Karly recently posted…Chicken Satay with Kecap Manis & Peanut SauceMy Profile

    • Karly, thank you for sharing your story and experiences with me. I feel the same way you do as I still have my reservations but I agree that talking, explaining and doing both often are the way to go now. Have a great day and thanks for reading!

  2. Wow, I could have written this story!!!! I am not a fan of guns but my husband does have them and after three young men tried to kick in our front door at 3 in the morning, I was thankful that he did have a gun in the house!!! We have a 13 year old son and have talked to him about the same things you spoke to your daughter about! I think it’s a great idea to have your husband take her to the gun range. I have been telling my husband to do the same with our son. Not necessarily to learn how to shoot but to gain understanding of what they can do. Happy you all are safe and it didn’t appear that the person was there to harm you! Thank you for your leadership!!

  3. I appreciate this topic being brought up but it doesn’t go far enough. As a role model, Mayor Taylor should encourage parents to ask one another if they secure their guns unloaded in gun safes. I ask this question anytime my kids go somewhere new. It gives me peace of mind and puts the responsibility for our kids’ safety on the adults. The potential consequences of not asking and simply expecting kids to follow the rules (don’t touch, always tell me) are too devastating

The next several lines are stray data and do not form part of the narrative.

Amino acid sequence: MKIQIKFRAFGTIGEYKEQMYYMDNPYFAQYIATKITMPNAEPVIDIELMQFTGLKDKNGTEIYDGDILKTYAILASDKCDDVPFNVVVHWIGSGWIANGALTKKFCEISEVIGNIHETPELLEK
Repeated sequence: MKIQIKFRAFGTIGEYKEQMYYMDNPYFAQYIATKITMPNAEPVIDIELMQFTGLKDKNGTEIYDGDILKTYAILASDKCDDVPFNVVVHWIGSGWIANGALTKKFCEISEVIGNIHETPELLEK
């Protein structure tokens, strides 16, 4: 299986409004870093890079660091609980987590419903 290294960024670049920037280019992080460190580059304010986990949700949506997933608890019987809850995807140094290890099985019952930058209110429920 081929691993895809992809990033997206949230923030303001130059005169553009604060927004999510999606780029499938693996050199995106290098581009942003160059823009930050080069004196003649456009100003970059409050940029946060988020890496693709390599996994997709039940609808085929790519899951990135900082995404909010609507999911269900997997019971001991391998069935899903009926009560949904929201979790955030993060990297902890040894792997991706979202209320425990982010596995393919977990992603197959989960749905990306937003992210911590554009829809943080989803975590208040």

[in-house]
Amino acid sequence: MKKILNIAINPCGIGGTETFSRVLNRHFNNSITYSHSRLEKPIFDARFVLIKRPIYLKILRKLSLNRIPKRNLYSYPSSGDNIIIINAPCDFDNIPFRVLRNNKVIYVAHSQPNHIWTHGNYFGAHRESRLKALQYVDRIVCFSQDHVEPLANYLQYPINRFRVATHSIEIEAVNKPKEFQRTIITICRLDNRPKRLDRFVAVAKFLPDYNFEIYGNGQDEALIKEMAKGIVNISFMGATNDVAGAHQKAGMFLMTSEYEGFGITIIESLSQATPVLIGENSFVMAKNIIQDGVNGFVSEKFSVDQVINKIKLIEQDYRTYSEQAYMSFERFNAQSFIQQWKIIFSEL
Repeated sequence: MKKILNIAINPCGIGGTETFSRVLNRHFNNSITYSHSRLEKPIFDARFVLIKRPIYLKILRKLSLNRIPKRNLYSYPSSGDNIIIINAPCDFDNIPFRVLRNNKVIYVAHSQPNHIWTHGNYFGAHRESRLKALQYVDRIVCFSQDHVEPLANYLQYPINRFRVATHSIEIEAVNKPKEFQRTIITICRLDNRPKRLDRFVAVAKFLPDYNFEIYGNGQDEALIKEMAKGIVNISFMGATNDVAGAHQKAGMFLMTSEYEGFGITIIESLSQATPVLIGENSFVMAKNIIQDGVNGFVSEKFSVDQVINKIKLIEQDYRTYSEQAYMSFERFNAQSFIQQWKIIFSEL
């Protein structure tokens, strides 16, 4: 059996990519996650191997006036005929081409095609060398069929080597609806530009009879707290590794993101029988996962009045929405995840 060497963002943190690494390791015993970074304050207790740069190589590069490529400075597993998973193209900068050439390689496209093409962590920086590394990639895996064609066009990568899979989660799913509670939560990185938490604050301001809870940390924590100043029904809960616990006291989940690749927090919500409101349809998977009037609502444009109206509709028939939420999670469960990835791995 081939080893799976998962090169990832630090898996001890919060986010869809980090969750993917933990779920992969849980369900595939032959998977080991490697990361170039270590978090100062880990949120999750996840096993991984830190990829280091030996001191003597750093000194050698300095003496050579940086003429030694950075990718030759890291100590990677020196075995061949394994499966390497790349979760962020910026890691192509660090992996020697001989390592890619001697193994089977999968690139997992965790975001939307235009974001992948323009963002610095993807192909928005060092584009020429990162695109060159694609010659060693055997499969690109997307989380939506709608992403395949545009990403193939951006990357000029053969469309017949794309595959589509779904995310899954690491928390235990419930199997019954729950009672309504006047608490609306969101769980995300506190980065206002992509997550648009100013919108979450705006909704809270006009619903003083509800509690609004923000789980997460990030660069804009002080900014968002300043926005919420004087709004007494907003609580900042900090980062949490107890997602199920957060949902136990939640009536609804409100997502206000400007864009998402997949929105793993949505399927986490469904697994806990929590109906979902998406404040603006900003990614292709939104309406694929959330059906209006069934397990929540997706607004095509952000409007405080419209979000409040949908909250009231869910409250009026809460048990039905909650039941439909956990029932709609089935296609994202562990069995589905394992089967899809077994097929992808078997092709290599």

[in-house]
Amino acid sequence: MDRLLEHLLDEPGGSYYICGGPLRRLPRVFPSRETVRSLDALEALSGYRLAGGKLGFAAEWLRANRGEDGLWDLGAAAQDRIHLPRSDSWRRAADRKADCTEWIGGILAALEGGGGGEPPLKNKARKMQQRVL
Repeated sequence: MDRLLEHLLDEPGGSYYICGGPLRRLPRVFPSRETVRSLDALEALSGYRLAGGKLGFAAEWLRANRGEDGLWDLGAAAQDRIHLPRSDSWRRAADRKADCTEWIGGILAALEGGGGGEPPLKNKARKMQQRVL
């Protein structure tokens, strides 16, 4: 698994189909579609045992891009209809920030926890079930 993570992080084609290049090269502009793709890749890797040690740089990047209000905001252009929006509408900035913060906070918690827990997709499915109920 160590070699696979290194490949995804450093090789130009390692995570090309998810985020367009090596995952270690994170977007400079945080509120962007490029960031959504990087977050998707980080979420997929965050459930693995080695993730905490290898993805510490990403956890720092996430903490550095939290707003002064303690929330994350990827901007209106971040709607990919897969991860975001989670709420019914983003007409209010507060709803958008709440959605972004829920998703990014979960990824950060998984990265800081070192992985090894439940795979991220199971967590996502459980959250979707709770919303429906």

• Nicole, you’re right. All parents who are gun owners should secure their weapons. That’s another hard conversation to have, except this one would be with adults who you may not know as well as your own children. I wonder how some parents would take the questioning? Would it be considered intrusive?

  4. Mary, it’s crazy that so many of us have similar experiences. Thank you for sharing yours and for your kinds words. Have a great day and thanks for reading!

  5. Norri Leder says:

    Thanks for this story, Mayor Taylor. I know several families who have lost children because of a gun that wasn’t secured properly – in a safe with the ammo stored separately. It has been devastating to say the least, and I now ask about safe storage before my kids go to anyone’s home. The experiences I’m referencing all involved teens, whose curiosity is still high and judgement not fully developed. THANK YOU for including the safe storage component. While many of us own guns, as adults, we have to take responsibility for having “the talk” about guns. But more than that, we have to BE responsible gun owners.

    • Norri, I was so sad read that you know several families affected by gun tragedies. My heart goes out to them. “The talk” definitely is needed, along with safe storage. We’re now doing both. Thank you for reading and sharing!

  6. Dominique A. Anderson says:

    Mayor Taylor,
    I am great-full that everyone was safe and no one was harmed. I am glad you and your husband talked to your daughter. I pray that is used as a catalyst to prompt others to have this same conversation with their kids as well.

  7. Thank you for sharing Mayor! I’ve always been iffy on guns but I loved hearing this neutral take you provided. It does make me feel better knowing that there are steps to take for gun safety in your home.

  8. We grew up as hunters and were taught early on, (about age 6-7) proper gun safety. I’ve had several occasions to get a gun out! A trespasser in our back yard was attempting to cut my barking dog with tree trimmers around her neck, four young thugs rushed up to our front door, breaking the storm door open…
    THEIR EYES got big when they saw two of us pointing guns at them as we threw the front door open before they could break in! “We got the WRONG HOUSE!”. Sure did! LOL I can’t imagine ever feeling safe without a gun!

  9. Rebecca Knaack says:

    So glad that no one got hurt!
    It might also be smart to lock your cars, as well as your house and gun storage.